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Working memory: a better predictor of academic success than IQ?

Work­ing mem­o­ry is the abil­i­ty to hold infor­ma­tion in your head and

via Flickr (Plasticinaa)

Pic: Flickr (Plas­tic­i­naa)

manip­u­late it men­tal­ly. You use this men­tal work­space when adding up two num­bers spo­ken to you by some­one else with­out being able to use pen and paper or a cal­cu­la­tor. Chil­dren at school need this mem­o­ry on a dai­ly basis for a vari­ety of tasks such as fol­low­ing teach­ers’ instruc­tions or remem­ber­ing sen­tences they have been asked to write down.

The main goal of our recent paper pub­lished in the Jour­nal of Exper­i­men­tal Child Psy­chol­o­gy was to inves­ti­gate the pre­dic­tive pow­er of work­ing mem­o­ry and IQ in learn­ing in typ­i­cal­ly devel­op­ing chil­dren over a six-year peri­od. This issue is impor­tant because dis­tin­guish­ing between the cog­ni­tive skills under­pin­ning suc­cess in learn­ing is cru­cial for ear­ly screen­ing and inter­ven­tion.

In this study, typ­i­cal­ly devel­op­ing stu­dents were test­ed for their IQ and work­ing mem­o­ry at 5 years old and again when they were 11 years old. They were also test­ed on their aca­d­e­m­ic attain­ments in read­ing, spelling and maths.

Find­ings and Edu­ca­tion­al Impli­ca­tions

The find­ings revealed that a child’s suc­cess in all aspects of learn­ing is down to how good their work­ing mem­o­ry is regard­less of IQ score. Crit­i­cal­ly, work­ing mem­o­ry at the start of for­mal edu­ca­tion is a more pow­er­ful pre­dic­tor of sub­se­quent aca­d­e­m­ic suc­cess than IQ in the ear­ly years.

This unique find­ing is impor­tant as it address­es con­cerns that gen­er­al intel­li­gence, still viewed as a key pre­dic­tor of aca­d­e­m­ic suc­cess, is unre­li­able. An indi­vid­ual can have an aver­age IQ score but per­form poor­ly in learn­ing.

Some psy­chol­o­gists sug­gest that the link between IQ and learn­ing is great­est when the indi­vid­ual is learn­ing new infor­ma­tion, rather than at lat­er stages when it is sug­gest­ed that gains made are the result of prac­tice.

Yet the find­ings from this research that work­ing mem­o­ry capac­i­ty pre­dict­ed sub­se­quent skills in read­ing, spelling, and math sug­gests that some cog­ni­tive skills con­tribute to learn­ing beyond prac­tice effects.

The study also found that, as opposed to IQ, work­ing mem­o­ry is not linked to the par­ents lev­el of edu­ca­tion or socio-eco­nom­ic back­ground. This means all chil­dren regard­less of back­ground or envi­ron­men­tal influ­ence can have the same oppor­tu­ni­ties to ful­fill poten­tial if work­ing mem­o­ry is assessed and prob­lems addressed where nec­es­sary.

Work­ing mem­o­ry is a rel­a­tive­ly sta­ble con­struct that has pow­er­ful impli­ca­tions for aca­d­e­m­ic suc­cess. While work­ing mem­o­ry does increase with age, its rel­a­tive capac­i­ty remains con­stant. This means that a child at the bot­tom 10 per­centile com­pared to their same-aged peers is like­ly to remain at this lev­el through­out their aca­d­e­m­ic career.

What’s Next

In sum­ma­ry, the present arti­cle sug­gests that the tra­di­tion­al reliance on IQ as a bench­mark for aca­d­e­m­ic suc­cess may be mis­guid­ed. Instead, schools should focus on assess­ing work­ing mem­o­ry as it is the best pre­dic­tor of read­ing, spelling and math skills six years lat­er. At present, poor work­ing mem­o­ry is rarely iden­ti­fied by teach­ers, who often describe chil­dren with this prob­lem as inat­ten­tive or as hav­ing low­er lev­els of intel­li­gence. How­ev­er, there are stan­dard­ized assess­ments that are suit­able for edu­ca­tors to use to screen their stu­dents for work­ing mem­o­ry prob­lems. For exam­ple, the Auto­mat­ed Work­ing Mem­o­ry Assess­ment (pub­lished by the Psy­cho­log­i­cal Cor­po­ra­tion) allows non-spe­cial­ist asses­sors such as class­room teach­ers to screen their stu­dents for sig­nif­i­cant work­ing mem­o­ry prob­lems quick­ly and effec­tive­ly.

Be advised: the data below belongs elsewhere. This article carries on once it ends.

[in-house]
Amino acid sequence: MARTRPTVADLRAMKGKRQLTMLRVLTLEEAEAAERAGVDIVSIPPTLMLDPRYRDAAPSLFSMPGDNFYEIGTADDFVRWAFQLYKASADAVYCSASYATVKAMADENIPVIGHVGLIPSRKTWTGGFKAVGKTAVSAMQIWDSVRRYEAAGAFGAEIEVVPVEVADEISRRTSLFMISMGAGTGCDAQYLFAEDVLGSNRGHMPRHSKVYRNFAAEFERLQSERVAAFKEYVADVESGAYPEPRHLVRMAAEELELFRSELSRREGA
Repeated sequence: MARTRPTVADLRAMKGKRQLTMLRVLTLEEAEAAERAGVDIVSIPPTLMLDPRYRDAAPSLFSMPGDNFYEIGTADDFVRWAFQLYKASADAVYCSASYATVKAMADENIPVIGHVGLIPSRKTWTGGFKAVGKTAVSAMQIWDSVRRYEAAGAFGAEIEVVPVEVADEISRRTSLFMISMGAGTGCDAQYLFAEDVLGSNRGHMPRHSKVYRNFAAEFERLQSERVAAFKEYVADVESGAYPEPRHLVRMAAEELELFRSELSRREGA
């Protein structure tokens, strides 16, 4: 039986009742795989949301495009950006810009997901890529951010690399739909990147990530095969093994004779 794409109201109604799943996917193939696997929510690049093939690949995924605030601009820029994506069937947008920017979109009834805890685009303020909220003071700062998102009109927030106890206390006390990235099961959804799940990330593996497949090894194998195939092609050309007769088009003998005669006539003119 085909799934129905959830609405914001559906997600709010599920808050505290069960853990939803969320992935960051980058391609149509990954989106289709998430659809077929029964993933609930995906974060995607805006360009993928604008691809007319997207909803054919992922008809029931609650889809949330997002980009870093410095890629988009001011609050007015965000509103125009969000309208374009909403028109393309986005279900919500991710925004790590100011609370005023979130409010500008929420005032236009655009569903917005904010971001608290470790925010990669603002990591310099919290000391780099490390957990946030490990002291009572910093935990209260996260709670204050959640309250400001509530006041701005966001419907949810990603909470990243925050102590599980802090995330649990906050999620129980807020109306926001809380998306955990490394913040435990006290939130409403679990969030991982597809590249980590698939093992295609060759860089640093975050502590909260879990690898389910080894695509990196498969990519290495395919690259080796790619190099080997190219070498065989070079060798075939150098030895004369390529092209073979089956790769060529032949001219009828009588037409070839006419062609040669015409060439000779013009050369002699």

Prob­lems with work­ing mem­o­ry can be eas­i­ly addressed in schools—an advan­tage over IQ which is more dif­fi­cult to influ­ence by teach­ers. Ear­ly inter­ven­tion in work­ing mem­o­ry could lead to a reduc­tion in the num­ber of those fail­ing schools and help address the prob­lem of under-achieve­ment in schools.

Ref­er­ence: Alloway, T.P. & Alloway, R. G. (2010). Inves­ti­gat­ing the pre­dic­tive roles of work­ing mem­o­ry and IQ in aca­d­e­m­ic attain­ment. Jour­nal of Exper­i­men­tal Child Psy­chol­o­gy
DOI: http://10.1016/j.jecp.2009.11.003

tracy_picTra­cy Pack­i­am Alloway, PhD, is the Direc­tor of the Cen­ter for Mem­o­ry and Learn­ing in the Lifes­pan at the Uni­ver­si­ty of Stir­ling, UK. She was recent­ly award­ed the pres­ti­gious Joseph Lis­ter Award by the British Sci­ence Asso­ci­a­tion for her con­tri­bu­tion to sci­ence. Tra­cy has devel­oped the only stan­dard­ized work­ing-mem­o­ry tests for edu­ca­tors pub­lished by Psy­cho­log­i­cal Cor­po­ra­tion, which to date has been trans­lat­ed into 15 lan­guages and used to screen for work­ing mem­o­ry prob­lems in stu­dents with dyslex­ia, motor dys­prax­ia (Devel­op­men­tal Coor­di­na­tion Dis­or­der), ADHD and Autis­tic Spec­trum Dis­or­der. She pro­vides con­sul­tan­cy to the World Bank and her research has received wide­spread inter­na­tion­al cov­er­age in hun­dreds of media out­lets, includ­ing Sci­en­tif­ic Amer­i­can, the BBC, Reuters, ABC News, and NBC.

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2 Responses

  1. Excel­lent arti­cle! I bet through atten­tion-build­ing tech­niques like med­i­ta­tion and hyp­no­sis we can build up student’s work­ing mem­o­ry and thus cre­ate a gen­er­a­tion of bet­ter learn­ers. 🙂

  2. Great post. Very inter­est­ing per­spec­tive and I’m always eager to find new ways to keep us mov­ing for­ward…

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